Normally one would do this with a lease, a utility bill, or some other kind of proof of living in the modern, developed world. In her volunteer housing in Vanuatu, Naseem has none of these things.
I am a currently serving Peace Corps Volunteer in Vanuatu (in the South Pacific). I found out about my departure for Peace Corps in early July and called T-Mobile at least 3 times over the next 3 months before my departure (Oct 5 2012) to make sure that I would not be charged an early termination fee. I was reassured that as an employee of the US govt being sent overseas, I sure wouldn’t. I called in again a few weeks before leaving and was told that I probably would be charged a fee, but that I would just have to send an email to their contract review department with proof of my contract and I would receive a refund. Easy peasy. I did so. I did not hear back before my departure but called T-Mobile again two nights before I left the US and reviewed the situation. I was assured there was nothing to worry about, sometimes that department is behind, it takes at least 2 weeks to hear back, etc, etc.
Fast forward to November, when I was able to check my email for the first time in a month and had received an email address that was unable to receive responses, stating that since I had moved to Vanuatu and that was not overseas, I would have to provide further proof that I was eligible. I was living in a remote training village with no electricity or running water, never mind internet, so I asked my parents if they could work on this-my father is an authorized user on my account and also possesses a Power of Attorney on my behalf. He made no headway, and gave up. I had our Peace Corps administrative officer write a letter on PC letterhead that stated all the relevant information and sent it in. Again, no go. When I was able to get to a place with internet access again, months later, I tried to live chat T-Mobile a startling number of times but the session always ended immediately after I typed my problem and after trying for three hours one day, I became extremely irritated and gave up. I am now in town again for a few days and successfully live chatted with a T-Mobile representative to whom I tried to explain the extremely extenuating circumstances of my situation. Let me share:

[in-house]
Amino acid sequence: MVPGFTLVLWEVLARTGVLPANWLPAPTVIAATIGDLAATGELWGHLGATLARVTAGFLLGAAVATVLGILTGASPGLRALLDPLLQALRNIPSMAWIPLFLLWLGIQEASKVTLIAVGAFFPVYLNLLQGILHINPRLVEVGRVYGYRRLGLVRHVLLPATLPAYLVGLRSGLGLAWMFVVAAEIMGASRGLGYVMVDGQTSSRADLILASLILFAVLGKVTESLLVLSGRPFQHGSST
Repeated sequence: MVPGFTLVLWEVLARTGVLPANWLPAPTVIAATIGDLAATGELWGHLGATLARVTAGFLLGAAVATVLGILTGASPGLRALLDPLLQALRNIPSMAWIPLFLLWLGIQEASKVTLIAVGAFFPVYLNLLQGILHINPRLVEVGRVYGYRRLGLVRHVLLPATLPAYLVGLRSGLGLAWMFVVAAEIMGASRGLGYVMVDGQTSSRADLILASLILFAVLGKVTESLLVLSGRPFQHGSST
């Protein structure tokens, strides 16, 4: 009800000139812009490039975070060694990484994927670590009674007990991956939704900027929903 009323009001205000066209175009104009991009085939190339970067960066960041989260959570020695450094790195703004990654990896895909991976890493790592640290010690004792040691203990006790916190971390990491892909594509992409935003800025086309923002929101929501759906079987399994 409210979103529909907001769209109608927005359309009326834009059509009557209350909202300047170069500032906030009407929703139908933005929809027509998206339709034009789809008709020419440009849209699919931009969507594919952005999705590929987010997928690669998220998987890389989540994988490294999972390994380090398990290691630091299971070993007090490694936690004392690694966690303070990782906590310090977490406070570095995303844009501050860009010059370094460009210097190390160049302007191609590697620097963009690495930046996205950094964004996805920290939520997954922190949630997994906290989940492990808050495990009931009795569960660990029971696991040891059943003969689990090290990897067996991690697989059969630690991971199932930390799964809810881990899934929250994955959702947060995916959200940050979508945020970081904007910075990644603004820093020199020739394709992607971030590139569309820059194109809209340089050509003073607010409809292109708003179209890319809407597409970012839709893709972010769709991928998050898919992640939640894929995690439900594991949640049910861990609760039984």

I cannot provide a utilities bill because I do not HAVE any utilities. No lights, no gas, no water, and certainly no trash collection.
I cannot provide citizenship documentation because I am NOT a citizen, for heaven’s sake, I’m a Peace Corps volunteer and a citizen and employee of the US government.
I cannot provide a vote registration card, because again, I’m not registered to vote. I vote in the US.
I cannot provide a rental agreement or lease because I don’t pay rent. Again, I am a volunteer, and am housed in a structure appointed/built by the village for a volunteer.
This particular representative was for more flexible than others I have dealt with in that he was able to deviate from his script to try and assist me, but the conclusion we came to is that clearly the rules do not account for situations like mine. His last suggestion was to have the village chief (a man who is illiterate and does not speak English) write a letter on my behalf, verifying my residency in the village. Hopefully you can see how this might be an issue.
I am at my wit’s end and if I wasn’t broke as a joke living in the third world and hoping to travel after giving up two years of my life to help the indigenous people of this country build toilets and water systems, I would forget this $50 and run as far away from T-Mobile as I could when I’m in a situation to do that again. But at this point, it’s about the principle, and well, like I said, I’m a volunteer-and broke!
That’s a lot of hoops to jump through for fifty bucks, but Naseem is right: at this point, it is the principle. What if they wanted hundreds of dollars?
T-Mobile executives have proven receptive to the executive e-mail carpet bomb in the past, which may be an option now that Naseem has access to e-mail again.